Soft Skills

When we think about training in the workplace, soft skills can often be overlooked because they’re not as tangible as ‘hard skills’ like coding or advanced Excel skills. But developing soft skill training for employees is just as important as technical skills.

The phrase ‘soft skills’ incorporates a wide variety of personality traits, communication and people skills, social attitudes and emotional intelligence. These qualities (also known as ‘core skills’) are increasingly important for success in the workplace – and not just for those in leadership positions. Everyone can benefit from some focused training and development to help them realise their full potential.

What Are Soft Skills?

Soft skills tend to be more personality-focused, as opposed to being based on qualifications, technical skills, or vocational experience. That includes things like people skills, social skills, interpersonal skills, and transferable skills. 

In contrast, hard skills are technical skills that are often job specific. They come from certification programs, employee training, and work experience and can be taught, measured, and tested through exams and practical assignments or quizzes. 

Hard skills tend to relate to the core business of an organization, such as writing skills, computer networking skills, machine operation, business analysis, design, and construction. Soft skills deal more with interpersonal relationships and involve things like conflict resolution, communication, listening, and problem-solving.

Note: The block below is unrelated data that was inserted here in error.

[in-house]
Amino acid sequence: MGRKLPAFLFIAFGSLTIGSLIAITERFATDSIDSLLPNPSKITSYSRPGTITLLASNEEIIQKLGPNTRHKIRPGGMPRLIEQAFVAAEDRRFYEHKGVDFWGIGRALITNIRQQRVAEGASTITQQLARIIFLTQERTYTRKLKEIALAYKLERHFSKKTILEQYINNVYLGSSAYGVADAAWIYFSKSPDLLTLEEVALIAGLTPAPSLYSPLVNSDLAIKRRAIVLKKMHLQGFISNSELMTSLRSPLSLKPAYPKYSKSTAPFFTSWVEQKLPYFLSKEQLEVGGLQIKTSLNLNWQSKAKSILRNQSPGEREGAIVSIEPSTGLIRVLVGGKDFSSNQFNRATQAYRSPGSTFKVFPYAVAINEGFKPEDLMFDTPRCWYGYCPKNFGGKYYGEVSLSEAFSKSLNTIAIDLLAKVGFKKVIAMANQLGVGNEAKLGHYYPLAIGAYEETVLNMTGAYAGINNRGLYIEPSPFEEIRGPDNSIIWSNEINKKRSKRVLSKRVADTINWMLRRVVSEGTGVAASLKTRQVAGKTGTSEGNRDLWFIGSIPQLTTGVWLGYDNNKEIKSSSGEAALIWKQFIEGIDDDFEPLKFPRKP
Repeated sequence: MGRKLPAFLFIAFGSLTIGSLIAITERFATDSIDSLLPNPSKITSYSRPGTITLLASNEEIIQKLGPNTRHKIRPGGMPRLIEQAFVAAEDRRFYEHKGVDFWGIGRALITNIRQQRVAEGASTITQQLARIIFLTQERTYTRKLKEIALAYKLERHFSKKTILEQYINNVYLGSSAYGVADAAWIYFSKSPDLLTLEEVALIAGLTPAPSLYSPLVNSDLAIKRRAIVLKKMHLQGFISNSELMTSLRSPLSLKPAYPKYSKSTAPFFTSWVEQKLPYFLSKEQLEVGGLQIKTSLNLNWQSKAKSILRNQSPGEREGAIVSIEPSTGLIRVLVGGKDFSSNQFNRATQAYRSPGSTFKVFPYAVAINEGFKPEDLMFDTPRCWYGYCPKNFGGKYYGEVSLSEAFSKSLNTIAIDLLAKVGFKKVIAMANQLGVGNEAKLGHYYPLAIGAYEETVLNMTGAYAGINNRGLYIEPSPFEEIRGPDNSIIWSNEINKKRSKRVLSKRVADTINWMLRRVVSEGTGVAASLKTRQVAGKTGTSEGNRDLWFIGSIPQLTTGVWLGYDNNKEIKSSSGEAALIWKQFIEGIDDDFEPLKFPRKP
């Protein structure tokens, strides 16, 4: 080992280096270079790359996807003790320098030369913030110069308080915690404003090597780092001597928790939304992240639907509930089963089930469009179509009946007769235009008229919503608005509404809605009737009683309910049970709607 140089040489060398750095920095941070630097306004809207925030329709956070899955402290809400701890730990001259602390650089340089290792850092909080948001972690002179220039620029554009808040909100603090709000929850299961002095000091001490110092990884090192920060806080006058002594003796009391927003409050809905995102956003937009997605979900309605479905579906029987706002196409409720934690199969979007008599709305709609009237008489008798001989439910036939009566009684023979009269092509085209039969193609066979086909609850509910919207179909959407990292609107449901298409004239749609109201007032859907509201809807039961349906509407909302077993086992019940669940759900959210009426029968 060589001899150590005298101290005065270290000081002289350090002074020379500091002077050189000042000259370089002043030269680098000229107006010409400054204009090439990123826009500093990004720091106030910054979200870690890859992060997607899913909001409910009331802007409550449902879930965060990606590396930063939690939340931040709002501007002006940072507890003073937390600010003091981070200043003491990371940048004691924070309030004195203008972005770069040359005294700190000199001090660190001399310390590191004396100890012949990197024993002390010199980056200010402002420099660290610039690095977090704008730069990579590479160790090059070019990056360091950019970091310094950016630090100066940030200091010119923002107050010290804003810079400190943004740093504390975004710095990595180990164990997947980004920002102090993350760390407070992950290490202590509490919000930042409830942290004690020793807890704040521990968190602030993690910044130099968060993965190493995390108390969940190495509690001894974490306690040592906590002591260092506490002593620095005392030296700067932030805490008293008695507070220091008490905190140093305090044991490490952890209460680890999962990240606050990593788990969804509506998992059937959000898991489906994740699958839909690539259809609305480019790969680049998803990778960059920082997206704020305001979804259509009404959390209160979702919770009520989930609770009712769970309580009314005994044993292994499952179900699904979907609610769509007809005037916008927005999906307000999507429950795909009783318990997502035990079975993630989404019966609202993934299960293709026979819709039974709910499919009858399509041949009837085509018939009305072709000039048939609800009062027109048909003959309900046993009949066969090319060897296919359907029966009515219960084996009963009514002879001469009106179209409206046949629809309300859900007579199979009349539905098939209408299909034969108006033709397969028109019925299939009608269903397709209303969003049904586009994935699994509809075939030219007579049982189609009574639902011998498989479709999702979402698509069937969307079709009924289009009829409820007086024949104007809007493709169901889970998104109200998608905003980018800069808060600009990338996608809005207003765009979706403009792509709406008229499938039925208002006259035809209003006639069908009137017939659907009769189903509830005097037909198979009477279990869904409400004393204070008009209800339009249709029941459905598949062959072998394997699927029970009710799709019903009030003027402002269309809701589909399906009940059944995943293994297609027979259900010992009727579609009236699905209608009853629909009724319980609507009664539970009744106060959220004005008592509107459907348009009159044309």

In short, these are some key differences between hard skills and soft skills:

Soft SkillsHard Skills
Experience basedRule based
People relatedTechnological/scientific
AttitudinalIndustrial/mechanical
BehavioralRelates to tools and techniques
Non-domain specificSpecialized
GeneralProcedural and methodical
Trans-situationalReplicable
Non-technicalPredictable
IntangibleTangible

How Soft Skills Training Can Benefit Any Business

Competencies like communication, conflict resolution, and problem solving underpin almost every facet of business operations. Across your organization, in every business unit and employee role, soft skills are crucial for gaining new clients, improving customer service metrics, and building a stronger team dynamic. 

There are many other organizational benefits to be gained from soft skills programs, and here are our top three:

1. Improve customer service

This could be considered the most obvious benefit of improving soft skills in the workplace. Your employees will be able to actively listen more effectively to establish your customers’ needs, identify problems, and help them resolve it. They are also likely to have more compassion and empathy after enhancement of soft skills, which can have a large positive impact on customer service. 

2. Increase sales

Improving soft skills can benefit your sales team during the sales negotiation process. Employees can use their competencies to engage with the client on a more personal level, without breaching the all-important professional boundaries, and your customers will definitely appreciate this. When employees take additional time to discuss the pain points that your clients experience and match them with the right solution, the sale will result by itself.

3. Improve employee retention

Your organization will retain more talent because you’ve invested in their professional growth, and this pays off. You will reduce the need to hire and train replacement staff, thus reducing organizational costs. 

Additionally, soft skills improve knowledge retention and equip employees to take ownership of their personal development.